Borrowing from a Private Lender Image

Borrowing from a Private Lender


Private lending is becoming increasingly popular among Canadians looking to secure loans to buy, renovate, or refinance a home.

Canada’s current mortgage rules, including the stress test, have made it more difficult for some people to get mortgages from traditional lenders, particularly for those who are self-employed, first-time home buyers, new to Canada, or have credit challenges.

As a result, more buyers are turning to private lenders.

Private lenders include mortgage investment corporations, investors who pool their capital (syndicated mortgages), or individuals lending their own money.

For people unable to secure a traditional mortgage from a bank or credit union, private lenders could offer an alternative. Working with a private lender and fulfilling the terms of the mortgage may even help improve a person’s credit situation.

However, if you are considering using a private lender, there are things you should know:

  • property-focused approval—in traditional mortgages, the borrower qualifies first based on their ability to repay the mortgage, then on the value of the property. In private mortgages, often the property qualifies first based on its value and location—the client’s financial situation is secondary
  • higher rates—because private lenders are taking on higher risks, they usually charge higher mortgage rates
  • additional costs— in addition to higher interest rates, private lenders charge a fee. These lender fees, along with broker commissions, can add up to thousands of dollars on top of administrative and legal fees. However, if you have money to put down up front, you may be able to pay a lower mortgage rate by paying a higher fee. Ask for calculations showing the “effective” rate of different combinations of fees and rates.
  • foreclosure—private lenders can be quicker than banks to foreclose on your home if you fall behind on your mortgage payments
  • short-term loans—many private lenders typically only offer a loan for a term of a year, or possibly two. Borrowers unable to obtain bank financing at renewal may end up in a cycle of these short-term, higher cost mortgages
  • interest-only loans—Some private lenders offer interest-only loans. Unlike standard loans, the monthly payments are applied only to the interest. While interest only loans have lower payments than standard loans, at the end of the loan’s term, the borrower will find themselves no further ahead, with the full balance still outstanding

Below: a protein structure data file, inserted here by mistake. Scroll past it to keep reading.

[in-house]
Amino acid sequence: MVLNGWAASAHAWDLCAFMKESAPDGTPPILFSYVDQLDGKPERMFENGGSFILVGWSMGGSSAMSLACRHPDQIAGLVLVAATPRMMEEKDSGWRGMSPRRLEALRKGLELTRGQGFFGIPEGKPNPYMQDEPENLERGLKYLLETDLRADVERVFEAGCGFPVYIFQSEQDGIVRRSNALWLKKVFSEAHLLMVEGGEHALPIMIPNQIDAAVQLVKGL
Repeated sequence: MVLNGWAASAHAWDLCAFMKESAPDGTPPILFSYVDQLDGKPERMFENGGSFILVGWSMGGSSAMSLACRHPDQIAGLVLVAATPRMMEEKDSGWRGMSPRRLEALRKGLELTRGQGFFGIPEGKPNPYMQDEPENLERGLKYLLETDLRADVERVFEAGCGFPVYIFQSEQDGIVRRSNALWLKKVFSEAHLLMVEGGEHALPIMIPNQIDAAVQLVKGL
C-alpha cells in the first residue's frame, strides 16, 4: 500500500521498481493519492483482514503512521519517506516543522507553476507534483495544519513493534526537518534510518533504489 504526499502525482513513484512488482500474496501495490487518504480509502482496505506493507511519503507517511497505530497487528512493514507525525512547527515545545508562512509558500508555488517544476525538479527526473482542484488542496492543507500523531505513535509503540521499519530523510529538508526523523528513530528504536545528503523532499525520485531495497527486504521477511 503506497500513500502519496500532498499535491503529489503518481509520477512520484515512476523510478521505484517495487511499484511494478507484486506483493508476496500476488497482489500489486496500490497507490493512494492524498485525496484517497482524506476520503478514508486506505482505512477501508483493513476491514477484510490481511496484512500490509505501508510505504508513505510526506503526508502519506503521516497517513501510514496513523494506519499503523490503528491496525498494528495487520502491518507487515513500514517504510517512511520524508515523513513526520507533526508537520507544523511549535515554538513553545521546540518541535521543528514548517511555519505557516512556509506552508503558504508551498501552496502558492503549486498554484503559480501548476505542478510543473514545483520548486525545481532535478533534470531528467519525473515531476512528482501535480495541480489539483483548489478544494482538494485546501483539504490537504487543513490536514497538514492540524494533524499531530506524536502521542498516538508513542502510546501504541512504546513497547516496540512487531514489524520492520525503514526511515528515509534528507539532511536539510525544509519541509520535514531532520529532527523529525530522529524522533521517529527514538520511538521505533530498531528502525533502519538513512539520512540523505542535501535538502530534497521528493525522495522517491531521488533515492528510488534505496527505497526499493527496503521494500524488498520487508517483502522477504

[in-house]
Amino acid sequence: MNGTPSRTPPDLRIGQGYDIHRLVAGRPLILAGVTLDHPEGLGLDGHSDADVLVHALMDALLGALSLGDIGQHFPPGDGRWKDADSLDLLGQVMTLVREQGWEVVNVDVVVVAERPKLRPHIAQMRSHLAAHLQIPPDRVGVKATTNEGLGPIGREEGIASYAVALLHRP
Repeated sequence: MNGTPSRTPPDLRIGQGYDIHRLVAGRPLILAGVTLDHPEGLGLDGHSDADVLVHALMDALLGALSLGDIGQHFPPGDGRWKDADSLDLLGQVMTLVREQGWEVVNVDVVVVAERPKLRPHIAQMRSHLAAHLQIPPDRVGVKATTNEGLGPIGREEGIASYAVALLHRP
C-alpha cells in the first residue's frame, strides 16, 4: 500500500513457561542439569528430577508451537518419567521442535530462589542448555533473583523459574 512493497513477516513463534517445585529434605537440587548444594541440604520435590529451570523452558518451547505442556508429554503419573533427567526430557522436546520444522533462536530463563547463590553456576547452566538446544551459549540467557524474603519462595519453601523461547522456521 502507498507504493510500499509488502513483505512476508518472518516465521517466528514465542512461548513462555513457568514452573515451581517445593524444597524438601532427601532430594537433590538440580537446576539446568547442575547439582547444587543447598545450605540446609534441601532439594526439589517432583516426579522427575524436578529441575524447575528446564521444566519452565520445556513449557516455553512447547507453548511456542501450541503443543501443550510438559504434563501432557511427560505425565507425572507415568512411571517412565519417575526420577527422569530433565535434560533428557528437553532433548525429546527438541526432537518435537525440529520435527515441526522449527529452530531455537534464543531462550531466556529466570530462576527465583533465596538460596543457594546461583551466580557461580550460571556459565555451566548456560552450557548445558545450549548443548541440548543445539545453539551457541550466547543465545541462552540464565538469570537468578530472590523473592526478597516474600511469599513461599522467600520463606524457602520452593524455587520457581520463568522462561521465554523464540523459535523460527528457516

Regardless of the type of lender you work with, do your homework!

  • find out the cost of any finders’ or brokers’ fees, the interest rate, your pre-payment options, and the length of the term
  • be sure to ask about renewal options and any fees involved in renewing the mortgage
  • consult a real-estate lawyer before signing a contract. Ensure you understand the private lender’s foreclosure process and your rights in case you miss a payment
  • if you are working with a mortgage broker who is representing the private lender, make sure you understand the mortgage broker can only provide advice to the private lender—as the lender is their client. If you want to hire a mortgage broker to represent you, they cannot be with the same brokerage as the one representing the private lender
  • mortgage brokers must declare any conflicts of interest. They may be lending their own funds or the funds of a family member. They clearly cannot represent your interests and their own
  • make sure the mortgage associate or broker is licensed by RECA. Use the Find a Professional tool on to verify
  • ensure you know the who is managing your mortgage—e.g. who are you making payments to, who is managing other aspects of your mortgage, such as preparing your statements. Be comfortable they are qualified.

You may find that traditional financial institutions and mortgages might not be the right fit for you for whatever reason. Working with a private lender is an available option. Ensure you don’t end up worse off for it. Do your homework. Understand your rights and your responsibilities. Find the best option for you.